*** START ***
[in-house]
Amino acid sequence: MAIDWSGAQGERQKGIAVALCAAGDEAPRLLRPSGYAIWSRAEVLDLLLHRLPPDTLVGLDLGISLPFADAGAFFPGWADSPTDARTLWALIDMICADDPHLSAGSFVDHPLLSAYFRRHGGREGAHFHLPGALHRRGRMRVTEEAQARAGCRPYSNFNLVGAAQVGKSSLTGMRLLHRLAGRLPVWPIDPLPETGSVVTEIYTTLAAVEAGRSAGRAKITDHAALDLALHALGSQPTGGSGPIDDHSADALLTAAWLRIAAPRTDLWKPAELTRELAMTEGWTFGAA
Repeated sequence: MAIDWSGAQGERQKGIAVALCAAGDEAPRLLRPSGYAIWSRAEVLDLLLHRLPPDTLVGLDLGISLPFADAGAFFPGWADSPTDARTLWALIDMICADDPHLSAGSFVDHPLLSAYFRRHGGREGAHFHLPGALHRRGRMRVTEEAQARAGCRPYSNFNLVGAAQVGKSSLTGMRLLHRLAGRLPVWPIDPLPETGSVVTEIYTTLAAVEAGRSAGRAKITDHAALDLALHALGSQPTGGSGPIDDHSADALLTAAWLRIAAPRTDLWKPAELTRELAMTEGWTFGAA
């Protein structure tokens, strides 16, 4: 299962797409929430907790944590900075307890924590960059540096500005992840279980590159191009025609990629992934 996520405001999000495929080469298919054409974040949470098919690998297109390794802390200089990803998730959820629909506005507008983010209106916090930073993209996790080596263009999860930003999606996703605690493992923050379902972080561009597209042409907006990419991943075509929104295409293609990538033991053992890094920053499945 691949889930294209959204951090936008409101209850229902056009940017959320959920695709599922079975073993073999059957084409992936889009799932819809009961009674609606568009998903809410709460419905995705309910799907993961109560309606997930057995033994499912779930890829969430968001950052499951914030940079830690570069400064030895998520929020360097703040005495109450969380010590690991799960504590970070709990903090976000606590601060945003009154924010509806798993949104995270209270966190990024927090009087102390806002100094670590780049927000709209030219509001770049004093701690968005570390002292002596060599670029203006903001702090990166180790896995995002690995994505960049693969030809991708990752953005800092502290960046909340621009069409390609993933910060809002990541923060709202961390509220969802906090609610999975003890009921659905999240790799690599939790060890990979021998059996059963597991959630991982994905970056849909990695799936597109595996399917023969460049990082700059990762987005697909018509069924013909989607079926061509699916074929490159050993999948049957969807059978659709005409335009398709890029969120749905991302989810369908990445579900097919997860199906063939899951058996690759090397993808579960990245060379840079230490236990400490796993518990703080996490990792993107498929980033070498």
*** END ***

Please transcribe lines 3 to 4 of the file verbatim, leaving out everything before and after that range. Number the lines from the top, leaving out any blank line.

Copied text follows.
Repeated sequence: MAIDWSGAQGERQKGIAVALCAAGDEAPRLLRPSGYAIWSRAEVLDLLLHRLPPDTLVGLDLGISLPFADAGAFFPGWADSPTDARTLWALIDMICADDPHLSAGSFVDHPLLSAYFRRHGGREGAHFHLPGALHRRGRMRVTEEAQARAGCRPYSNFNLVGAAQVGKSSLTGMRLLHRLAGRLPVWPIDPLPETGSVVTEIYTTLAAVEAGRSAGRAKITDHAALDLALHALGSQPTGGSGPIDDHSADALLTAAWLRIAAPRTDLWKPAELTRELAMTEGWTFGAA
């Protein structure tokens, strides 16, 4: 299962797409929430907790944590900075307890924590960059540096500005992840279980590159191009025609990629992934 996520405001999000495929080469298919054409974040949470098919690998297109390794802390200089990803998730959820629909506005507008983010209106916090930073993209996790080596263009999860930003999606996703605690493992923050379902972080561009597209042409907006990419991943075509929104295409293609990538033991053992890094920053499945 691949889930294209959204951090936008409101209850229902056009940017959320959920695709599922079975073993073999059957084409992936889009799932819809009961009674609606568009998903809410709460419905995705309910799907993961109560309606997930057995033994499912779930890829969430968001950052499951914030940079830690570069400064030895998520929020360097703040005495109450969380010590690991799960504590970070709990903090976000606590601060945003009154924010509806798993949104995270209270966190990024927090009087102390806002100094670590780049927000709209030219509001770049004093701690968005570390002292002596060599670029203006903001702090990166180790896995995002690995994505960049693969030809991708990752953005800092502290960046909340621009069409390609993933910060809002990541923060709202961390509220969802906090609610999975003890009921659905999240790799690599939790060890990979021998059996059963597991959630991982994905970056849909990695799936597109595996399917023969460049990082700059990762987005697909018509069924013909989607079926061509699916074929490159050993999948049957969807059978659709005409335009398709890029969120749905991302989810369908990445579900097919997860199906063939899951058996690759090397993808579960990245060379840079230490236990400490796993518990703080996490990792993107498929980033070498």